Nam
 

mizzycub

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I had to go through my Mum quitting and all she did was use nicotine patches and it really didn't work. For one thing, she had to try three times. Try to use as many different methods as possible and reduce it gradually. It is better to wean yourself off it then to suddenly stop.
 

dogboy

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I quit cold turkey. I had quit and started back a number of times. Finally I got fed up and just quit. If you truly want to quit, you will.
 

starshine

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Well I've quit a few times but it never lasted long, so I just don't count it.

But I did quit 2 months ago. Rance made some very good points, very good. One thing I used, that he didn't, was Champix, or Chantix over there. You need some pretty good Health Coverage for it too be free - but it basically gets rid of the urge. There is no nicotine in the pills. I took them for about 3 weeks, and I couldn't after that because they made me nausious and gave me really bad headaches.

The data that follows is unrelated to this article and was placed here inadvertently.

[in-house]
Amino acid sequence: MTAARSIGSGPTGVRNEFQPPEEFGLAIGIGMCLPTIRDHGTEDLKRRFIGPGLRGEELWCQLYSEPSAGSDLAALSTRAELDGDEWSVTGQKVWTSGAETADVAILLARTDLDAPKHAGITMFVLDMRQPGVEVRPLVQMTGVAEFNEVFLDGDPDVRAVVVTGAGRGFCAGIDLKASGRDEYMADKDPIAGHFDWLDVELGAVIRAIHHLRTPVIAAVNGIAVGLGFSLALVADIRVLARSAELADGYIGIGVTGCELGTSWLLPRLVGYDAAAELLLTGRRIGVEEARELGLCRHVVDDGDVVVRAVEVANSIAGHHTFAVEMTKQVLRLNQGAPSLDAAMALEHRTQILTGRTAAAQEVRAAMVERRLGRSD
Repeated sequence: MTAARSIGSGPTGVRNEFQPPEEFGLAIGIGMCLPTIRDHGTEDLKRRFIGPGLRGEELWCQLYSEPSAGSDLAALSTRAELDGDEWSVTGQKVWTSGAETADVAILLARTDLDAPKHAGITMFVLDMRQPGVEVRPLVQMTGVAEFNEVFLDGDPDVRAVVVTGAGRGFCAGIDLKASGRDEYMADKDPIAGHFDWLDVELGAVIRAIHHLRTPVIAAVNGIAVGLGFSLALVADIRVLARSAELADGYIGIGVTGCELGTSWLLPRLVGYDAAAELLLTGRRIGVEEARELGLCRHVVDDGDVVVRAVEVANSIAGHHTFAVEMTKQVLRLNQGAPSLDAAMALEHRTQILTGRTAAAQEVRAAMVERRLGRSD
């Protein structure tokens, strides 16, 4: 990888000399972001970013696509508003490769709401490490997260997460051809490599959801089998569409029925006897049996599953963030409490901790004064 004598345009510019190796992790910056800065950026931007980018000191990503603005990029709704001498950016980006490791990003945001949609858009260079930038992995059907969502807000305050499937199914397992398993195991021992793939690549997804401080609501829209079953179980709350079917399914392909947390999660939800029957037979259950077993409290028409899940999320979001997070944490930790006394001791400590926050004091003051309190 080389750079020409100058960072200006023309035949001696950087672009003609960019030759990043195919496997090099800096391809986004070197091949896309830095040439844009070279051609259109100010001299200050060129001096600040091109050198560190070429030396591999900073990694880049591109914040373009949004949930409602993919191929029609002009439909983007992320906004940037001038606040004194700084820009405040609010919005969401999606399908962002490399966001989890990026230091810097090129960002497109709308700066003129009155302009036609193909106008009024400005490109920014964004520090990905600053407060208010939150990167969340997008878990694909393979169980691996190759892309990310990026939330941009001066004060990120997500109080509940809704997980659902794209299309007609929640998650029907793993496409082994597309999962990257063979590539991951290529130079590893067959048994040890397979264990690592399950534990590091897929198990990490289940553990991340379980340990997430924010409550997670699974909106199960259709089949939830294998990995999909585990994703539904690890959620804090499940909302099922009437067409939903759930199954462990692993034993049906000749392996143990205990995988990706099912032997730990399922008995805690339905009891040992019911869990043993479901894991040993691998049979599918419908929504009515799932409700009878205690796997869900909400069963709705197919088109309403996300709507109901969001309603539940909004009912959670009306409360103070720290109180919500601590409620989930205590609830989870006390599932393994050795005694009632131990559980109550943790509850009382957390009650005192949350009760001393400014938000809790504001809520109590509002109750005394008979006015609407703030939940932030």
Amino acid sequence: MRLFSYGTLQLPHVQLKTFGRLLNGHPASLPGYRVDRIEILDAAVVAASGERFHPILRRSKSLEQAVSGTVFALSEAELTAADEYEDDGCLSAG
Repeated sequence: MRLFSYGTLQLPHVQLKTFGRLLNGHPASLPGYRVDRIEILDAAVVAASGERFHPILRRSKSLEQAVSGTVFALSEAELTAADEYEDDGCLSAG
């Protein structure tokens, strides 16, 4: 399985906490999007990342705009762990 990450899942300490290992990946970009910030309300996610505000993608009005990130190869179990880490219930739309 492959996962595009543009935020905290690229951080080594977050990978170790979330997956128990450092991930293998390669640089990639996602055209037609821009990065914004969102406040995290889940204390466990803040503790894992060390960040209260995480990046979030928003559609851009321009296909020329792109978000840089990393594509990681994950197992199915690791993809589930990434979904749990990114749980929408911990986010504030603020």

Another thing you could do, is -reward- yourself. Think, "I'm spending 100 dollars every 2 weeks on cigarettes, what could I buy..." And then go buy it! After you go that 2 weeks without cigarettes, take that money, buy yourself something nice, and You'll be like, OH SHIT YEAH!

Good luck. It's tough, I still get cravings every so often.
 

Peachy

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I quit half a cigarrette into my smoking adventure. It was easy! Only lasted about a minute :tongueout:

Peachy
 

diapermefast

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Thanks guys/rance, im going to probabbly decide a date, im thinking my next pay day so i can see the money im saving, i may work out how much i spend a month and withdraw it from my account or put it somewhere save, and if i do buy any ciggarettes whilst im trying to quit i will take it from that money, then i should hopefully see how much im saving, i would estimate i spend £160-180/ $290 - $335.00 a month as i tend to smoke more at weekends or when out with friends. Looking at the money i COULD save thats like a small holiday or towards a weekend away abroard!